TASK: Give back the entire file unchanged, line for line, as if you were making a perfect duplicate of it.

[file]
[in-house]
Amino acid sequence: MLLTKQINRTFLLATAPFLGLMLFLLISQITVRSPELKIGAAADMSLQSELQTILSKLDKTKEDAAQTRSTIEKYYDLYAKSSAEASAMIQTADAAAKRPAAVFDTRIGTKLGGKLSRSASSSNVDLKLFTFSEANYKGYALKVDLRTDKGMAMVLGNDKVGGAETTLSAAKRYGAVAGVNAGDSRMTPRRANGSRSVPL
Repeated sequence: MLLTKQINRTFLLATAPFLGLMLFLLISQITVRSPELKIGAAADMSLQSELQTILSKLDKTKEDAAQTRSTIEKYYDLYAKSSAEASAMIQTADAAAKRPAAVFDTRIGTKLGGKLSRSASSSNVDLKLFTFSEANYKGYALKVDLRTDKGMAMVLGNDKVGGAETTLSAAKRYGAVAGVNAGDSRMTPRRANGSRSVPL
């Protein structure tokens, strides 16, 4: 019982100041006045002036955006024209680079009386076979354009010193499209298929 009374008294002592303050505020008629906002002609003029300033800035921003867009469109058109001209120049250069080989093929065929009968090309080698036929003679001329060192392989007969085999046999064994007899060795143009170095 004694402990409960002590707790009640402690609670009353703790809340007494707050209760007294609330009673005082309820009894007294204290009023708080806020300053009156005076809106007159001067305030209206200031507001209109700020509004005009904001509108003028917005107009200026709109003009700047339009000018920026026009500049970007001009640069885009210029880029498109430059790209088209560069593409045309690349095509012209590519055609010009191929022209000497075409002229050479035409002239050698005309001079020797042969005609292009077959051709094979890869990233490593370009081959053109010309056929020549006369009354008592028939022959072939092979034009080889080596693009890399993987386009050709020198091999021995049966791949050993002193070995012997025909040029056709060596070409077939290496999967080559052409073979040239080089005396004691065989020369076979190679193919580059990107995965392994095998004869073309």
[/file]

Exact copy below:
[in-house]
Amino acid sequence: MLLTKQINRTFLLATAPFLGLMLFLLISQITVRSPELKIGAAADMSLQSELQTILSKLDKTKEDAAQTRSTIEKYYDLYAKSSAEASAMIQTADAAAKRPAAVFDTRIGTKLGGKLSRSASSSNVDLKLFTFSEANYKGYALKVDLRTDKGMAMVLGNDKVGGAETTLSAAKRYGAVAGVNAGDSRMTPRRANGSRSVPL
Repeated sequence: MLLTKQINRTFLLATAPFLGLMLFLLISQITVRSPELKIGAAADMSLQSELQTILSKLDKTKEDAAQTRSTIEKYYDLYAKSSAEASAMIQTADAAAKRPAAVFDTRIGTKLGGKLSRSASSSNVDLKLFTFSEANYKGYALKVDLRTDKGMAMVLGNDKVGGAETTLSAAKRYGAVAGVNAGDSRMTPRRANGSRSVPL
């Protein structure tokens, strides 16, 4: 019982100041006045002036955006024209680079009386076979354009010193499209298929 009374008294002592303050505020008629906002002609003029300033800035921003867009469109058109001209120049250069080989093929065929009968090309080698036929003679001329060192392989007969085999046999064994007899060795143009170095 004694402990409960002590707790009640402690609670009353703790809340007494707050209760007294609330009673005082309820009894007294204290009023708080806020300053009156005076809106007159001067305030209206200031507001209109700020509004005009904001509108003028917005107009200026709109003009700047339009000018920026026009500049970007001009640069885009210029880029498109430059790209088209560069593409045309690349095509012209590519055609010009191929022209000497075409002229050479035409002239050698005309001079020797042969005609292009077959051709094979890869990233490593370009081959053109010309056929020549006369009354008592028939022959072939092979034009080889080596693009890399993987386009050709020198091999021995049966791949050993002193070995012997025909040029056709060596070409077939290496999967080559052409073979040239080089005396004691065989020369076979190679193919580059990107995965392994095998004869073309």